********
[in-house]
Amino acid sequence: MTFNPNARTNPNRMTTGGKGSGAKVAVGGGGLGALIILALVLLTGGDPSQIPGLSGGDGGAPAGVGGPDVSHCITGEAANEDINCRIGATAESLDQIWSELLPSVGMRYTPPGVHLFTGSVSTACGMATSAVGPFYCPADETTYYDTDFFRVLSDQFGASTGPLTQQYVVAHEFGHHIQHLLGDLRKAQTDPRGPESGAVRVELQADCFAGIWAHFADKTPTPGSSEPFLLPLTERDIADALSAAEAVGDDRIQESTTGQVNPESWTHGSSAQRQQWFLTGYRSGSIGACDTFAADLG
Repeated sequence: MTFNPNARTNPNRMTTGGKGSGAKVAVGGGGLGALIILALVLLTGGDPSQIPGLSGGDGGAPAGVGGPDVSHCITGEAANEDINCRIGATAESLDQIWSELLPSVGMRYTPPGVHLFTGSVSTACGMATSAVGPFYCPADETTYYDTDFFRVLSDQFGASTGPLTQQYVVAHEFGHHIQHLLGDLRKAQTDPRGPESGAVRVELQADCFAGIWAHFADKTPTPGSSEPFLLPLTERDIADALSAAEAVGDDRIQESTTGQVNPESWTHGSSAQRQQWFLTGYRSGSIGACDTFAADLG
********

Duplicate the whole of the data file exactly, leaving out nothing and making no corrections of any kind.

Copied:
[in-house]
Amino acid sequence: MTFNPNARTNPNRMTTGGKGSGAKVAVGGGGLGALIILALVLLTGGDPSQIPGLSGGDGGAPAGVGGPDVSHCITGEAANEDINCRIGATAESLDQIWSELLPSVGMRYTPPGVHLFTGSVSTACGMATSAVGPFYCPADETTYYDTDFFRVLSDQFGASTGPLTQQYVVAHEFGHHIQHLLGDLRKAQTDPRGPESGAVRVELQADCFAGIWAHFADKTPTPGSSEPFLLPLTERDIADALSAAEAVGDDRIQESTTGQVNPESWTHGSSAQRQQWFLTGYRSGSIGACDTFAADLG
Repeated sequence: MTFNPNARTNPNRMTTGGKGSGAKVAVGGGGLGALIILALVLLTGGDPSQIPGLSGGDGGAPAGVGGPDVSHCITGEAANEDINCRIGATAESLDQIWSELLPSVGMRYTPPGVHLFTGSVSTACGMATSAVGPFYCPADETTYYDTDFFRVLSDQFGASTGPLTQQYVVAHEFGHHIQHLLGDLRKAQTDPRGPESGAVRVELQADCFAGIWAHFADKTPTPGSSEPFLLPLTERDIADALSAAEAVGDDRIQESTTGQVNPESWTHGSSAQRQQWFLTGYRSGSIGACDTFAADLG